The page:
The other side of the NFL tailback
The world knows him as Rashad Jennings — the starting running back for the New York Giants. But those who truly know him call him ’Shad — the inquisitive free thinker who one day hopes to be a marriage counselor and a philosopher.
Jennings has built a reputation on the Giants as a veteran who knows what it takes to not just make it to the NFL, but to last. According to the NFL Players Association, the average NFL career lasts just 3.3 years, and typically that number shrinks for a running back.
Jennings, in his seventh year in the NFL, makes big plays not just at the running back position, but also on special teams and as a receiver. He attributes his ability to contribute in so many ways to his entire lifestyle. Every little thing he does allows him to thrive — from his eating regimen, to his workouts, to the hyperbaric chamber he sleeps in.
“All those things enable me to perform at optimal levels,” Jennings said.
Proof of Jennings’ influence as a veteran in the NFL came during standout wide receiver Odell Beckham Jr.’s rookie year when Beckham bothered his hamstring. Beckham approached fellow first-year Giants teammate Jennings and said, “Will you teach me how to take care of my body?”
One of Jennings “Shadlosophies” on life is that “you don’t have to be deemed credible to speak inspiration.”
Jennings grew up in the Lynchburg, Virginia area and went to high school at Jefferson Forest before transferring to Liberty Christian Academy.
During his time at Jefferson Forest, he was tasked to write a research paper on his hero. Jennings chose Dr. Martin Luther King Jr., but was unable to find a source that said what he truly thought of the important historical figure. In the end he quoted himself and sourced “Rashad Jennings’ mind.” His teacher gave him a failing grade and told him that he was not a credible source.
Fast forward to Jennings’ time with the Jacksonville Jaguars. Jennings was asked to come to a classroom and speak to students who were writing papers on professional athletes. The students used Jennings as a source, and were given an “A.” Jennings took a copy of the paper back to his high school where he at one point had a .6 GPA so many years earlier.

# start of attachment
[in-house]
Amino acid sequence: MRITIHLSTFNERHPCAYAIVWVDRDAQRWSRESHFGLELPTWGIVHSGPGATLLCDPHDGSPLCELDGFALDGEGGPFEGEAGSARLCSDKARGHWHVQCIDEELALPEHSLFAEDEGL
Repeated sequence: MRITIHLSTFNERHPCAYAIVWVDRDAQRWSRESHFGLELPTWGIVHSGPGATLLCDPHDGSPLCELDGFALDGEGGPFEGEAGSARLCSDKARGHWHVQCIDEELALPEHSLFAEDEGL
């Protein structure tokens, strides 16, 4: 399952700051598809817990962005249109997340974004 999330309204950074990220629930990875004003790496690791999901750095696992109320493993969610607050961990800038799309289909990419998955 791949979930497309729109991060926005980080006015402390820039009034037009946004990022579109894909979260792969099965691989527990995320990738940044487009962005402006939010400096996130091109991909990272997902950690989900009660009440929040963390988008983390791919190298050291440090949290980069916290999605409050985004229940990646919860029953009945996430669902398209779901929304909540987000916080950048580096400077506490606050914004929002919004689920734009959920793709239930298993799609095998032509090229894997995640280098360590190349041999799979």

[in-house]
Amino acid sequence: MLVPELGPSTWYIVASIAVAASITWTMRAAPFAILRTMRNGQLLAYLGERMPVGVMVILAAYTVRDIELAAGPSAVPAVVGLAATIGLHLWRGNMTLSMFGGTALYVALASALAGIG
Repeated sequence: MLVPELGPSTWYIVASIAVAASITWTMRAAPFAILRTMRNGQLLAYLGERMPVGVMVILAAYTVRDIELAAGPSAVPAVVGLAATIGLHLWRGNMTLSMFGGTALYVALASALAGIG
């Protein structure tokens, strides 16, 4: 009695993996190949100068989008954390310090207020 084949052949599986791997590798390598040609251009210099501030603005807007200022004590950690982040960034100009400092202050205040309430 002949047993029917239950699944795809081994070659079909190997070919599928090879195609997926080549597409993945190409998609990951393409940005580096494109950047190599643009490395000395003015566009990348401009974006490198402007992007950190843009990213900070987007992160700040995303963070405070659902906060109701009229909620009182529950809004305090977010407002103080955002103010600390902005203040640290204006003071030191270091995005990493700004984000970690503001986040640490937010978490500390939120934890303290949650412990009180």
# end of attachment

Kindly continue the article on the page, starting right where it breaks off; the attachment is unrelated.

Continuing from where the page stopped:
Jennings believes “the world has the opportunity to inspire in many different capacities.”
Years before Jennings made such an impact on the Giants, he was a young transfer at Liberty University. When Jennings came to Liberty from the University of Pittsburgh, the Flames were coming off a 1-10 season in which their only win came against a Division II school. In Jennings’ first semester as a Flame, he was selected as team captain according to libertyflames.com.
“I knew Rashad was going to be special from the first time I met with him prior to his transferring to Liberty,” former Flames Head Coach Danny Rocco said. “He was motivated to achieve in all areas of his life. He became an outstanding leader for us and continues to represent at the highest level.”
In Jennings’ junior and senior years, the Flames went undefeated in Big South play earning the Flames their only outright Big South conference championships in program history.
“We had a group of guys come together and we would never let anybody outwork us,” Jennings said. “That is what we were known for. If you were playing Liberty, you were gonna be in a dog fight.”
To be a part of the group that put Liberty football on the map is something that Jennings will “never forget.”
“It definitely was without a doubt the turnaround point of Liberty football,” Jennings said. “It has been fun to watch Liberty build on that and take pride in it.”
Jennings finished his career at Liberty with records for most consecutive 100-yard games (10), most career 100-yard games (22), most rushing yards in a season (1500), most rushing touchdowns in a season (17), most career rushing touchdowns (42), most points in a season(114) and multiple other records, according to libertyflames.com.
“I look forward to the day they retire my jersey and put my name up there in the stadium,” Jennings said.
SCHMIEG is the asst. sports editor.